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Palliat Med. 2013 Feb;27(2):179-84. doi: 10.1177/0269216311431758. Epub 2011 Dec 16.

Patient-perceived usefulness and practical obstacles of patient-held records for cancer patients in Japan: OPTIM study.

Author information

1
Department of Clinical Thanatology and Geriatric Behavioral Science, Graduate School of Human Sciences, Osaka University, Osaka, Japan. k-komura@umin.ac.jp

Abstract

BACKGROUND:

Although the use of a patient-held record (PHR) for cancer patients has been introduced in many settings, little is known about the role of the PHR in palliative care settings and use in Asian cultures.

AIM:

This study investigated the patient-perceived usefulness and practical obstacles of using the PHR specifically designed for palliative care patients.

DESIGN:

This study adopted a qualitative design based on semi-structured interviews and content analysis.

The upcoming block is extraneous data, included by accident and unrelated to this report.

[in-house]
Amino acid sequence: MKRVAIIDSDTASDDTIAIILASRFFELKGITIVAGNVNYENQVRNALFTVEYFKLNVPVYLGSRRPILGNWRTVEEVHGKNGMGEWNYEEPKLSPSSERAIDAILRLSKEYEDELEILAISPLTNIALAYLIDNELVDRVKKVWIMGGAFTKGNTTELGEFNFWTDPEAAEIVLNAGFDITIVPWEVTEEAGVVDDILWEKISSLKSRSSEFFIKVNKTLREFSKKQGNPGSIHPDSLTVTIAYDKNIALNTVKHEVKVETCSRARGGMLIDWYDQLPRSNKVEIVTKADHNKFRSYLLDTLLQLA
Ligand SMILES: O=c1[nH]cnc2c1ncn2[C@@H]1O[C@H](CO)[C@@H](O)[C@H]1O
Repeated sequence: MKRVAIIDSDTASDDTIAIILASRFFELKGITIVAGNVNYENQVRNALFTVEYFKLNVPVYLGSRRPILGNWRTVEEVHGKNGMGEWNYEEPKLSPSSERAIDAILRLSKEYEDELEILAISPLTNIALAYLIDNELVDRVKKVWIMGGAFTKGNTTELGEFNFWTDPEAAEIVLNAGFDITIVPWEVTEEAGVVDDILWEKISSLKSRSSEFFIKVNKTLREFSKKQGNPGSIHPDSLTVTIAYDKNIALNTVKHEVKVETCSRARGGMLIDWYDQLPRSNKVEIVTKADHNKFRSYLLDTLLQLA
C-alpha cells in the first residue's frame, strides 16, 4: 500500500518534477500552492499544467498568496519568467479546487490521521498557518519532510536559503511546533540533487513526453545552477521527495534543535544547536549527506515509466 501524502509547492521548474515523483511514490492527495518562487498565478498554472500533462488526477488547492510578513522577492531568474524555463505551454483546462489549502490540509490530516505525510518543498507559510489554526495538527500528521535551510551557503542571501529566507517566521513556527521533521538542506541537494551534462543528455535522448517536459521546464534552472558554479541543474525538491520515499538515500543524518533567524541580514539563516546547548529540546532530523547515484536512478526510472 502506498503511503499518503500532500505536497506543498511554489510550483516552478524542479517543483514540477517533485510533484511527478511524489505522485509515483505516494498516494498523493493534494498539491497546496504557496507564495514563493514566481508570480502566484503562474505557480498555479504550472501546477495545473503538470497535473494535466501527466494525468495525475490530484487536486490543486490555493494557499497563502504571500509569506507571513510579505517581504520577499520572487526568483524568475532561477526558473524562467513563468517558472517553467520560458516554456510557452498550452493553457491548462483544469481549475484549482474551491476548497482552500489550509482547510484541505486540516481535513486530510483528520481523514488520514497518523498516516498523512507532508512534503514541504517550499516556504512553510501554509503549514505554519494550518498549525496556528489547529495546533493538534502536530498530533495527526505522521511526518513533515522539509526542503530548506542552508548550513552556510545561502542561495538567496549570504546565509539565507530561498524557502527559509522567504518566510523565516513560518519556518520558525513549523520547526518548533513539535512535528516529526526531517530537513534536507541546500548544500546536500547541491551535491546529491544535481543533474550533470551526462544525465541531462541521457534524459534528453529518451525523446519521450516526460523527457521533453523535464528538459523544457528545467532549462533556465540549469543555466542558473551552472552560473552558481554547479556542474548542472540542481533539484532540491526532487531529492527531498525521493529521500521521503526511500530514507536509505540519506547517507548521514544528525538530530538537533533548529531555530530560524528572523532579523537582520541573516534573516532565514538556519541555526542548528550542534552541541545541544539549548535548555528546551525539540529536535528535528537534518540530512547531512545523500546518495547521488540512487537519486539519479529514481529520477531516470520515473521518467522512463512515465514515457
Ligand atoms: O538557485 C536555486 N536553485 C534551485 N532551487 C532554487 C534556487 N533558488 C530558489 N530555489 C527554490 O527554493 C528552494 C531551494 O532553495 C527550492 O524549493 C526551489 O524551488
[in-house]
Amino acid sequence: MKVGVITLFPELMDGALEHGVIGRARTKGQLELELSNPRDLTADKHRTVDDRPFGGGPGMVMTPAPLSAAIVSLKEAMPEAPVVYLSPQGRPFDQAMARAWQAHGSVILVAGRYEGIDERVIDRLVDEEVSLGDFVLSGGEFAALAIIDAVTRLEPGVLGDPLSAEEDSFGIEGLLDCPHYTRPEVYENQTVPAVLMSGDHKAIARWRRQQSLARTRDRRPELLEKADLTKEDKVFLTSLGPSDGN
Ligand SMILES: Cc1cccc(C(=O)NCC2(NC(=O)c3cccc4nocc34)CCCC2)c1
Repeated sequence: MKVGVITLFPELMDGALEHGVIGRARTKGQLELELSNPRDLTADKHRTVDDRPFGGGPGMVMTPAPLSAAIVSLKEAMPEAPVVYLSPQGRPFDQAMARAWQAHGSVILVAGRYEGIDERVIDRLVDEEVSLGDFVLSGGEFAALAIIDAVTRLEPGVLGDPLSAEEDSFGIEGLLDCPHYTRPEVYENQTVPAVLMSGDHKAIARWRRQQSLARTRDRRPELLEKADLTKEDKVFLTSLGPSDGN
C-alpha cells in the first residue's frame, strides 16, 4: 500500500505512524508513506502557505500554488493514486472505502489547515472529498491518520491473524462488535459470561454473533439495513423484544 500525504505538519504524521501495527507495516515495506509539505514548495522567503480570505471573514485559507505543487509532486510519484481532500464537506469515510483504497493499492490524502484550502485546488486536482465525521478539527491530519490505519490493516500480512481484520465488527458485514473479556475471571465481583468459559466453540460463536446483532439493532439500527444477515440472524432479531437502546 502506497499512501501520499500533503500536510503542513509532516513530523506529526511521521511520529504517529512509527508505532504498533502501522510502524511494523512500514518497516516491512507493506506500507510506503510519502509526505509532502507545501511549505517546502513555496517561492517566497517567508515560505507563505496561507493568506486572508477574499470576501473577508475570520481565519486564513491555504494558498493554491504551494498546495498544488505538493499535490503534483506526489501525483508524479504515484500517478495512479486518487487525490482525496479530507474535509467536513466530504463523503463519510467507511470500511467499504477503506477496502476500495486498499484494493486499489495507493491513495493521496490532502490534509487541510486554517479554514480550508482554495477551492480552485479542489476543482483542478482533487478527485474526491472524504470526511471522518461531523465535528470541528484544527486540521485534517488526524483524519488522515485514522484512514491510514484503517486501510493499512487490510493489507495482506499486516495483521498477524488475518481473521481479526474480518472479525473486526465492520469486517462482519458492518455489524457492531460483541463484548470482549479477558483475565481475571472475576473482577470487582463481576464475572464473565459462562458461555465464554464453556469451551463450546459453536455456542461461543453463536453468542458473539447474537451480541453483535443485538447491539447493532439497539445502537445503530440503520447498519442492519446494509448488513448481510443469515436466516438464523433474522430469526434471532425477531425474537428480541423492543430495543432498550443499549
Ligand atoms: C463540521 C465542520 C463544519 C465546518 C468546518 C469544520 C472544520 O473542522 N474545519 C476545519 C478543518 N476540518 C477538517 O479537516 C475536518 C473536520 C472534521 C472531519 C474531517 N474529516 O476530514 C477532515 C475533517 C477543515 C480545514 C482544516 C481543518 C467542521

SETTING/PARTICIPANTS:

Fifty cancer patients were recruited from two regions in Japan. They used the PHR for more than three months, and then were asked to participate in a face-to-face interview.

RESULTS:

The content analysis revealed the following patient-perceived usefulness of the PHR: (1) increase in patient-staff communication; (2) increase in patient-family communication; (3) increase in patient-patient communication; (4) increase in understanding of medical conditions and treatments; and (5) facilitating end-of-life care discussion. The practical obstacles to using the PHR were also indicated: (1) the lack of adequate instruction about the role of the PHR; (2) undervaluing the role of the PHR and sharing information by medical professionals; (3) patients' unwillingness to participate in decision making; (4) concerns about privacy; (5) burdensome nature of self-reporting; and (6) patients' preference for their own ways of recording.

CONCLUSIONS:

The PHR can be helpful in facilitating communication, understanding medical conditions and treatments, and facilitating end-of-life care discussion; however, for wide-spread implementation, resolving the obstacles related to both patients and health-care professionals is required.

PMID:
22179597
DOI:
10.1177/0269216311431758
[Indexed for MEDLINE]
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